But a bond is even more than this. In the old common law sense of the word, a bond signified an obligation to perform an act, and in the event of failure to do so, there was provision for the forfeit of something to compensate for damages sustained.
This is true of investment bonds, which are secured by a lien against property which would be forfeited in case the obligation were not met. In the case of Government and Municipal bonds there is no direct lien against property, but there is a lien against taxes levied upon property and, as everyone knows, taxes must be paid or else property forfeited. Therefore, all investment bonds are secured either directly or indirectly by a lien against property. The return of the principal sum at a definite date and the regular payment of interest at a fixed rate are set forth in special agreements in the bond, which also usually provide penalties in case the agreements are not carried out.
Finally, an ideal investment must have the qualities of convertibility. That is, it should be of such character and in such form as to permit of sale for cash if this should be desired, or of its use as collateral for a loan at a bank in case the investor needs to borrow money. In this great age of public improvements and general business on a huge scale requiring large sums of capital, money is borrowed for such projects in large amounts. At the same time, in order that these loans may be available to all owners of money, large or small, a big loan, or bond issue, is divided into many smaller parts, and one of these parts is a bond. For example: an issue for one million dollars may be divided into one thousand parts, or bonds, of 31,000 denomination each; or perhaps 2,000 bonds of $ 500 each, or even 10,000 bonds of $ 100 each. In other words, such a bond issue may be compared to a huge farm mortgage, divided into many parts, each part like a separate mortgage. Therefore, a bond is a negotiable instrument, so prepared as to be readily recognized at banks and in the market places of the world as a part of a loan of real worth and definitely secured as to repayment of principal with interest.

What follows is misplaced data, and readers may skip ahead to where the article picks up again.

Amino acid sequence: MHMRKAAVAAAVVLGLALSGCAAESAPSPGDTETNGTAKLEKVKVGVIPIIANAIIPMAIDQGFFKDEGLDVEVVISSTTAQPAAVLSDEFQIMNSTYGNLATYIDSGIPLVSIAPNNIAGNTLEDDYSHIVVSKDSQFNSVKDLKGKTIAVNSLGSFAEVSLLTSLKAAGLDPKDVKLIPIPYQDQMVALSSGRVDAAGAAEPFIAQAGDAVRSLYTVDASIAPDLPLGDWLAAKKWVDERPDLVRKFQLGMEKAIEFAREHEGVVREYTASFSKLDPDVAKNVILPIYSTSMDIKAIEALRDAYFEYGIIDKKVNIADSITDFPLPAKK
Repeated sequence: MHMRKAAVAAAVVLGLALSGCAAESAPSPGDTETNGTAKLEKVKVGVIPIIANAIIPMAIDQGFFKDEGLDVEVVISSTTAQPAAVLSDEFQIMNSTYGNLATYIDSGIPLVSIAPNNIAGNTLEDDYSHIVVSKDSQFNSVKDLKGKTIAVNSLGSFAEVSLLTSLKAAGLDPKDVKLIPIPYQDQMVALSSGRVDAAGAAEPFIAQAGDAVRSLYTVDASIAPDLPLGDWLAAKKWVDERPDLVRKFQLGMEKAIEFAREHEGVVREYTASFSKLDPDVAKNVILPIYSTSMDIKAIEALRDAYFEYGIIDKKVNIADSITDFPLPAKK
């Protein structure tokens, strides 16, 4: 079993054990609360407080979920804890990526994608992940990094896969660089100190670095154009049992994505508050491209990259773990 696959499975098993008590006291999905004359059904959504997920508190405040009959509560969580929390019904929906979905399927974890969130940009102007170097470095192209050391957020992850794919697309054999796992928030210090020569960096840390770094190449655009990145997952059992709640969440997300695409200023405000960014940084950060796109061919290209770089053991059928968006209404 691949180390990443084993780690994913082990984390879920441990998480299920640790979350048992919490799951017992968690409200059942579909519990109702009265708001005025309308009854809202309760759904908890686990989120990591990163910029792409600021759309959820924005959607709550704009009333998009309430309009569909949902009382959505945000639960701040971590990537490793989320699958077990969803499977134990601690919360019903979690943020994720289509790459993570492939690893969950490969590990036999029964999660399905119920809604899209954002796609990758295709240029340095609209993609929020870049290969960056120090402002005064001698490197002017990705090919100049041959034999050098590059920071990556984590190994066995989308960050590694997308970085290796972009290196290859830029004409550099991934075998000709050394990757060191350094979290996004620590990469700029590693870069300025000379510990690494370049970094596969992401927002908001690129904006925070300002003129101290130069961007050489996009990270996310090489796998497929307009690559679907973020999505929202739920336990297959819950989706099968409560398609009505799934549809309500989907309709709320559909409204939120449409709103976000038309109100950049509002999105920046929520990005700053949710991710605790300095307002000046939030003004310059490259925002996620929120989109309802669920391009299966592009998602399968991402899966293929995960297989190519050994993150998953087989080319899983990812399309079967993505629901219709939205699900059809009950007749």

On pages 12 and 13 we have reproduced a specimen copy of a bond. From this picture it will be seen that the bond is a specially prepared document, usually engraved or lithographed on very fine paper, so that it will not wear out with years of handling. The wording on the bond states just what the bond is; when the promise to pay will fall due; where the principal is payable, and in what kind of money; when, where and how the interest is to be paid, and how much it is; and what the provision is for prompt payment of principal and interest.
In the reproduction of a bond on page 13 will be noticed a number of small ticket-like divisions or coupons. The reading matter on such coupons states that so many dollars of interest on the bond for a year or half-year or quarter-year will be due on a certain date and will be payable at the place indicated. When these coupons fall due, the owner of the bond clips them off and presents them for payment. If he is some distance from the place of payment he may collect his interest by mail, or, more easily, he may deposit his coupons at any bank for collection.